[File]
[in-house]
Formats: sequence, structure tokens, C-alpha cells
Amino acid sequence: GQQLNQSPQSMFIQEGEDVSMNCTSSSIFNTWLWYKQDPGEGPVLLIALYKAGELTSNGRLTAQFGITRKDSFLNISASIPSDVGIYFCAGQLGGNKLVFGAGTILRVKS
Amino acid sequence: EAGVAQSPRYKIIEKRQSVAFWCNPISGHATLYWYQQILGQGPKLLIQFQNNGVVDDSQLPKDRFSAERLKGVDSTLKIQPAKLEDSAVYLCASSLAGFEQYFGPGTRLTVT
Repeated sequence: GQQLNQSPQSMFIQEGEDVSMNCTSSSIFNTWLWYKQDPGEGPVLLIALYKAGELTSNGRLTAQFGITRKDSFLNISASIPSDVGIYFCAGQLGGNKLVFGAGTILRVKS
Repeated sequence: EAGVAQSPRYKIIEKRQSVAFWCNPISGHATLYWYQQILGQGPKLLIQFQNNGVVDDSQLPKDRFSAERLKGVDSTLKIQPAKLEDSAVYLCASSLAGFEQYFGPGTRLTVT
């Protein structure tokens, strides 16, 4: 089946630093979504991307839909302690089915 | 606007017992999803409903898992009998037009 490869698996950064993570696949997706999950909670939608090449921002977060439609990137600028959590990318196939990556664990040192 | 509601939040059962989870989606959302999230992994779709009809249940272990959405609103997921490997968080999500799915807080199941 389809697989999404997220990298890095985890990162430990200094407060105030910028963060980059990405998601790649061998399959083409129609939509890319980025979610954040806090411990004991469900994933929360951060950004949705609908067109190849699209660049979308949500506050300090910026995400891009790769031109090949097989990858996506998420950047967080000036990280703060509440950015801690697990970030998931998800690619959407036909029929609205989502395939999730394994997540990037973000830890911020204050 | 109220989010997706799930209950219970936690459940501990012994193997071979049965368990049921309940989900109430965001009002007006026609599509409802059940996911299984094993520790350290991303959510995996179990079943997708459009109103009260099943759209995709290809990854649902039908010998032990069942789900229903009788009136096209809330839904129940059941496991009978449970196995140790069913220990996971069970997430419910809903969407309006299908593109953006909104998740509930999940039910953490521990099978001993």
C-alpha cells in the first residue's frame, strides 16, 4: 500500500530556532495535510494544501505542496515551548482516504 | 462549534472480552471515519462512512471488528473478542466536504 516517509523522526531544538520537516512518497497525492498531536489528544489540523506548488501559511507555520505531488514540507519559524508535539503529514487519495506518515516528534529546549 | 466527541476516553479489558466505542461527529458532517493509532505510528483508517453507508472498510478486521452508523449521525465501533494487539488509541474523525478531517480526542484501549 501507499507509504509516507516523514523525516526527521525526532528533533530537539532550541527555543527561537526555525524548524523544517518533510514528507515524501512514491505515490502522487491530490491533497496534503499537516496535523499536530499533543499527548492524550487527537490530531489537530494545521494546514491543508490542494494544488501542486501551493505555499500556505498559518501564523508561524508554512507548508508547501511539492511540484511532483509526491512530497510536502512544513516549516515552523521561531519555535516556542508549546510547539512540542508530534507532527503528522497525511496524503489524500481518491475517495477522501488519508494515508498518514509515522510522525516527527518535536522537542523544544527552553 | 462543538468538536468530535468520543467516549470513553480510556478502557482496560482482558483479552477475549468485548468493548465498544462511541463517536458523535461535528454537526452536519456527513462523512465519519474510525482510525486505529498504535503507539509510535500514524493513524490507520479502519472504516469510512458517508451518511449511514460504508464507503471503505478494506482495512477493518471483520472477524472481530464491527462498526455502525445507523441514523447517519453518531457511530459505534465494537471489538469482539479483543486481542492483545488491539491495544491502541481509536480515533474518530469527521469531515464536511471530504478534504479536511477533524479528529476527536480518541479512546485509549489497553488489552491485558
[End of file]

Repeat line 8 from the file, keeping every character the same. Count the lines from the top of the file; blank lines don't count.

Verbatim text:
C-alpha cells in the first residue's frame, strides 16, 4: 500500500530556532495535510494544501505542496515551548482516504 | 462549534472480552471515519462512512471488528473478542466536504 516517509523522526531544538520537516512518497497525492498531536489528544489540523506548488501559511507555520505531488514540507519559524508535539503529514487519495506518515516528534529546549 | 466527541476516553479489558466505542461527529458532517493509532505510528483508517453507508472498510478486521452508523449521525465501533494487539488509541474523525478531517480526542484501549 501507499507509504509516507516523514523525516526527521525526532528533533530537539532550541527555543527561537526555525524548524523544517518533510514528507515524501512514491505515490502522487491530490491533497496534503499537516496535523499536530499533543499527548492524550487527537490530531489537530494545521494546514491543508490542494494544488501542486501551493505555499500556505498559518501564523508561524508554512507548508508547501511539492511540484511532483509526491512530497510536502512544513516549516515552523521561531519555535516556542508549546510547539512540542508530534507532527503528522497525511496524503489524500481518491475517495477522501488519508494515508498518514509515522510522525516527527518535536522537542523544544527552553 | 462543538468538536468530535468520543467516549470513553480510556478502557482496560482482558483479552477475549468485548468493548465498544462511541463517536458523535461535528454537526452536519456527513462523512465519519474510525482510525486505529498504535503507539509510535500514524493513524490507520479502519472504516469510512458517508451518511449511514460504508464507503471503505478494506482495512477493518471483520472477524472481530464491527462498526455502525445507523441514523447517519453518531457511530459505534465494537471489538469482539479483543486481542492483545488491539491495544491502541481509536480515533474518530469527521469531515464536511471530504478534504479536511477533524479528529476527536480518541479512546485509549489497553488489552491485558